Thursday, August 27, 2015

The Radical Republican: When the GOP Championed the 14th Amendment

by Nomad

One idea that many people have a hard time wrapping their heads around is how the platforms of the two major political parties in America have dramatically shifted over the last 150 years. 

This historical fact is brought into sharper focus with the recent talk by Republican Donald Trump about the possibility of repealing the 14th Amendment and citizen birth rights provisions.

Tuesday, August 25, 2015

With the Party in Disarray and Denial, the GOP has Become America's Zombie Party

by Nomad

After 2012, the Republican National Committee performed an "autopsy" on what went wrong. So many good ideas were suggested. By the looks of things, nothing has changed. Following the skillful autopsy, the GOP patient has become a political zombie. 

In the grim weeks following the Republican disaster in 2012, many in the top echelons of the Republican Party called for a concise heart-searching about what exactly is wrong with the Grand Old Party. 

Priebus' Call for Soul-Searching
The first and the hardest part of any rehabilitation was admitting there was a problem. The time had come to make that initial step. Republican National Committee Chairman Reince Priebus told CNN's "Piers Morgan Tonight" at that time
"In order to get back in the game, you've got to look at and do a full autopsy of what happened."
Not a bad idea. Something had to be done to stop the decline. Denial was no longer an option.

Monday, August 24, 2015

How to Make Sense of a Senseless Act of Violence

by Nomad

Whenever there is a senseless act of violence against the innocent, many of us struggle to find the means to cope, or some kind of an appropriate response. That often seems like an impossible feat.

by Source (WP:NFCC#4).
On February 10, 2015, Deah Shaddy Barakat, 23,  and his wife, Yusor Mohammad Abu-Salha, 21,and her 19-year old sister, Razan Mohammad Abu-Salha were brutally murdered in their Chapel Hill, North Carolina home. 

All three died of gun shot wounds inflicted by their neighbor, Craig Stephen Hicks, a 46-year-old former car parts salesman. (Reportedly the motive for the triple murder was a dispute about a parking space.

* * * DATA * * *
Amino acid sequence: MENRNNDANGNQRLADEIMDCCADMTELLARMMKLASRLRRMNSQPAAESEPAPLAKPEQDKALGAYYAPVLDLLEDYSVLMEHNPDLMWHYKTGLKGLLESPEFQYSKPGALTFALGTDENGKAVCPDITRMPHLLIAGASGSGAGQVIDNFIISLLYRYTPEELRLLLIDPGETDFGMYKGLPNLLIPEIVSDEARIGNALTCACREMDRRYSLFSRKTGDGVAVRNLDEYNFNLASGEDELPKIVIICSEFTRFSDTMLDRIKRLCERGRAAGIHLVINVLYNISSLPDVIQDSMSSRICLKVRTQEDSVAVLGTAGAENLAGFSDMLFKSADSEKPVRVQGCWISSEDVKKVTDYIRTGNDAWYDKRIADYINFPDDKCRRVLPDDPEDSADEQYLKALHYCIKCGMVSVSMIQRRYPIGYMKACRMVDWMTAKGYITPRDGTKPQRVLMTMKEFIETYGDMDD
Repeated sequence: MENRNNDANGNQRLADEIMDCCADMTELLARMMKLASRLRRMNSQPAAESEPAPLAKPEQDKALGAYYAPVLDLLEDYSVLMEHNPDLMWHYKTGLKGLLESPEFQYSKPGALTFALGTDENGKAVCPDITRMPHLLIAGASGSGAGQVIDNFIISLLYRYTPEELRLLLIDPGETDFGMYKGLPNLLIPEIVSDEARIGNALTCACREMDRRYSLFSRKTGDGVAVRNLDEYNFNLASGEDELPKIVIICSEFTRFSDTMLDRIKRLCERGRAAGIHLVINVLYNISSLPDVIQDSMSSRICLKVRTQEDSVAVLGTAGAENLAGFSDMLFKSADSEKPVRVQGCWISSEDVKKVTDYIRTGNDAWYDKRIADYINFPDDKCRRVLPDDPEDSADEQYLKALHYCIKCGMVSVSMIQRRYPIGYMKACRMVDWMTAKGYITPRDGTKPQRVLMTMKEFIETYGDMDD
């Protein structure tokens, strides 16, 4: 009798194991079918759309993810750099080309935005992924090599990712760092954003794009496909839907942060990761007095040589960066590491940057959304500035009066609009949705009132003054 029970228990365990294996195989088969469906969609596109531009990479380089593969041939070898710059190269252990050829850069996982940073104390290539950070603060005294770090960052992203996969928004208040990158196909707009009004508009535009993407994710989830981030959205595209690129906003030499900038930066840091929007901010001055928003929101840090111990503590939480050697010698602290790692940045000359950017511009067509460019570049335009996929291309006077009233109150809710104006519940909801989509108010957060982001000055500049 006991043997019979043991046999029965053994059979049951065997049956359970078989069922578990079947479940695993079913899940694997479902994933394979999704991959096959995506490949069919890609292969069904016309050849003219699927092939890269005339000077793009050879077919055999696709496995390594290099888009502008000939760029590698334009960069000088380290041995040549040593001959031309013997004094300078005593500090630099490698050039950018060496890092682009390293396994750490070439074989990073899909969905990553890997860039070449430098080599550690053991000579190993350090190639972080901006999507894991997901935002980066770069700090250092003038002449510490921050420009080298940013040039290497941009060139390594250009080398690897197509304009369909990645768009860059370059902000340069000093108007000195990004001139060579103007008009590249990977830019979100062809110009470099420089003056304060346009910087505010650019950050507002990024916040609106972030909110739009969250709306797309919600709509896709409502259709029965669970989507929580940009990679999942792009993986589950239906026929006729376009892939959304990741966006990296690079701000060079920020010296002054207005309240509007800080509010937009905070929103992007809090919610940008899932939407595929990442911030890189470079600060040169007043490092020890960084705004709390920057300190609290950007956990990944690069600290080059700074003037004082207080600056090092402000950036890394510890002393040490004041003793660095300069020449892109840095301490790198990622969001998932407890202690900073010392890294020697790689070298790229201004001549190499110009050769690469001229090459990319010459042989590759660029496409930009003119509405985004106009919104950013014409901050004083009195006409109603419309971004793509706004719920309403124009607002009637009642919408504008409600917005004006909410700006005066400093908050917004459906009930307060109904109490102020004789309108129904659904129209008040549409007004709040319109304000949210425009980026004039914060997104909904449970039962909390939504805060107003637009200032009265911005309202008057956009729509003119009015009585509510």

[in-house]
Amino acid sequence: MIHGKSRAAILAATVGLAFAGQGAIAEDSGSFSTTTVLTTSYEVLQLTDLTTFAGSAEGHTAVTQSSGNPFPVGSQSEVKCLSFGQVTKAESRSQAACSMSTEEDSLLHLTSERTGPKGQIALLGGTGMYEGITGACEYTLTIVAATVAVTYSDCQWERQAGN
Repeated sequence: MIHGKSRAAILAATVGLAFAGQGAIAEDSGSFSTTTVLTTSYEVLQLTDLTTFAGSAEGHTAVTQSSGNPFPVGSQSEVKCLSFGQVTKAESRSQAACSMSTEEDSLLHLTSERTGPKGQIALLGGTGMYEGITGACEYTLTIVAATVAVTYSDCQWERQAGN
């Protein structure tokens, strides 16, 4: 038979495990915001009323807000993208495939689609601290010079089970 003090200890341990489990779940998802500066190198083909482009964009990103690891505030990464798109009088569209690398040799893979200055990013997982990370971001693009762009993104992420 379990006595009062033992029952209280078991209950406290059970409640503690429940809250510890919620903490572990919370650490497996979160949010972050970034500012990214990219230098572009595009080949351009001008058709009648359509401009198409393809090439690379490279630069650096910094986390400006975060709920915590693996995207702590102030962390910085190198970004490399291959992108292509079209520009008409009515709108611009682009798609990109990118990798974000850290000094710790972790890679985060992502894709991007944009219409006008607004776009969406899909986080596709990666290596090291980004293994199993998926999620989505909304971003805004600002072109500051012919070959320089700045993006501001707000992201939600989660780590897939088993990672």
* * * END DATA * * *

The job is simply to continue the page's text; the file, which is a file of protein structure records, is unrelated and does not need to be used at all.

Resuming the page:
Barakat and his wife were both students at the University of North Carolina-Chapel Hill, enrolled in the School for Dentistry. Last Monday Barakat would have begun his third year there and his wife would have followed her husband with her first year dentistry school. 
A senseless tragedy, there's no doubt about that. The question is: is there ever an appropriate response to such an event? It is too easy to match hate with hate, ignorance with ignorance, or perhaps worse, simply to shake one's head and move on.
How can we not surrender to despair?

Sunday, August 23, 2015

Photo: Presidential Candidate Donald Trump Meets A Fan Close Up

by Nomad

Republican front-runner in the 2016 presidential race, Donald Trump, drew large and enthusiastic crowds at an Alabama rally. At this point, his opponents must be scratching their heads in dismay.

A Triumphant Trump
Last Friday, Republican President Candidate Donald Trump spoke before an impressive crowd at Ladd-Peebles Stadium in Mobile, Alabama. The Trump people said the number at the rally was around 40,000 but others figures suggested about half of that.
Should you have the stomach for it, you can find a video of the full speech at this link.

At one point in his long, free-form and somewhat rambling speech, he suggested that the candidates like JEB would be swayed by their mega-donors and special interests when it came to trade talks. Trump brought the crowd to its collective feet by asking them:
Who would you rather have negotiating with China, Japan Mexico, any of them, Trump or Jeb Bush?"
They roared "Trump! Trump! Trump!" "Trump-ism" seems to be triumphant.. for the moment.

Friday, August 21, 2015

Sleeping on the Streets: DOJ Challenges the Constitutionality of Anti-Homelessness Ordinances

by Nomad

Otherwise ignored by mainstream media, the Washington Post picked up an interesting news article the other day regarding homelessness and a DOJ challenge the local ordinances against vagancy.  

To Be Without a Home, Like a Complete Unknown
Boise, like many US cities, passed an ordinance which banned sleeping or camping in public places. That city is by no means unique.

The usual knee-jerk reaction to a visible and embarrassing problem has been to find a way to make it a criminal offense. The idea is basically if we can't prevent it, we can make it illegal and then we can make it invisible.

According to last year's report from the National Law Center on Homelessness & Poverty, a survey of 187 cities found that:
  • 24% of cities impose city-wide bans on begging in public.
  • 76% of cities prohibit begging in particular public places.
  • 33% of cities make it illegal to loiter in public throughout an entire city.
  • 65% of cities prohibit the activity in particular public places.
  • 53% of cities prohibit sitting or lying down in particular public places.
  • 43% of cities prohibit sleeping in vehicles.
  •  9% of cities prohibit sharing of food
A recent study by UC Berkeley School of Law noted that more Californian cities have enacted more anti-vagrancy laws than in any other part of the country. with Los Angeles and San Francisco topping the list.
The laws restrict anything from panhandling to sharing food with a homeless person to sitting in public spaces.